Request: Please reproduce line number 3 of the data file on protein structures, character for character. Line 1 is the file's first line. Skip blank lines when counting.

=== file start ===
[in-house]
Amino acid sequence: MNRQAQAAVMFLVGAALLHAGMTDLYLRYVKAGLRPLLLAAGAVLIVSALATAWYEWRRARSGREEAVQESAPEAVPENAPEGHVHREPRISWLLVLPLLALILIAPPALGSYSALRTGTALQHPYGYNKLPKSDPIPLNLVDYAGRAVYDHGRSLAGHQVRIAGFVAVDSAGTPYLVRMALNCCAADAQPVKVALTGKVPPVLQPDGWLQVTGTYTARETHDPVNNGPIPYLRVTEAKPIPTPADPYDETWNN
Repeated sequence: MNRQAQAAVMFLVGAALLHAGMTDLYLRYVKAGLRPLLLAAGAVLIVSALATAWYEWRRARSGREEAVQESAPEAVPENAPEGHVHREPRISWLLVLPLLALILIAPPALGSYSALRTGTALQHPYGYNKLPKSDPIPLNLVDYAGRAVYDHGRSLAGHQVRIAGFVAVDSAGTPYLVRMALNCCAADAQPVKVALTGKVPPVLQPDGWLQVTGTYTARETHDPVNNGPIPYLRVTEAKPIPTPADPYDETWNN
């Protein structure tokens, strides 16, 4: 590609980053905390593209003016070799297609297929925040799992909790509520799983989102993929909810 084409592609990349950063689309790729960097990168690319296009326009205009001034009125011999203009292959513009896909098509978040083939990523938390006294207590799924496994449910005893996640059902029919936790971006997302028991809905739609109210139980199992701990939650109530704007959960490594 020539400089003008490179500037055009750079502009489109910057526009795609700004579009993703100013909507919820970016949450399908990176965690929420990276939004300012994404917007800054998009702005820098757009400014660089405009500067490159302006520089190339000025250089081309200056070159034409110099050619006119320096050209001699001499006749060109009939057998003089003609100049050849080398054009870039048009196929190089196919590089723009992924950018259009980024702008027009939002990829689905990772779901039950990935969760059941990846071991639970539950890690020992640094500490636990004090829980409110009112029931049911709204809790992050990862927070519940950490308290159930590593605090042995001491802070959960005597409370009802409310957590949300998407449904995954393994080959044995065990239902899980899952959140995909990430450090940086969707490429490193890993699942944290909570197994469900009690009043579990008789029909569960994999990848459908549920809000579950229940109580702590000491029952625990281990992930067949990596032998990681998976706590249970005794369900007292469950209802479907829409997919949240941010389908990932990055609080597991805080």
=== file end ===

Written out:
Repeated sequence: MNRQAQAAVMFLVGAALLHAGMTDLYLRYVKAGLRPLLLAAGAVLIVSALATAWYEWRRARSGREEAVQESAPEAVPENAPEGHVHREPRISWLLVLPLLALILIAPPALGSYSALRTGTALQHPYGYNKLPKSDPIPLNLVDYAGRAVYDHGRSLAGHQVRIAGFVAVDSAGTPYLVRMALNCCAADAQPVKVALTGKVPPVLQPDGWLQVTGTYTARETHDPVNNGPIPYLRVTEAKPIPTPADPYDETWNN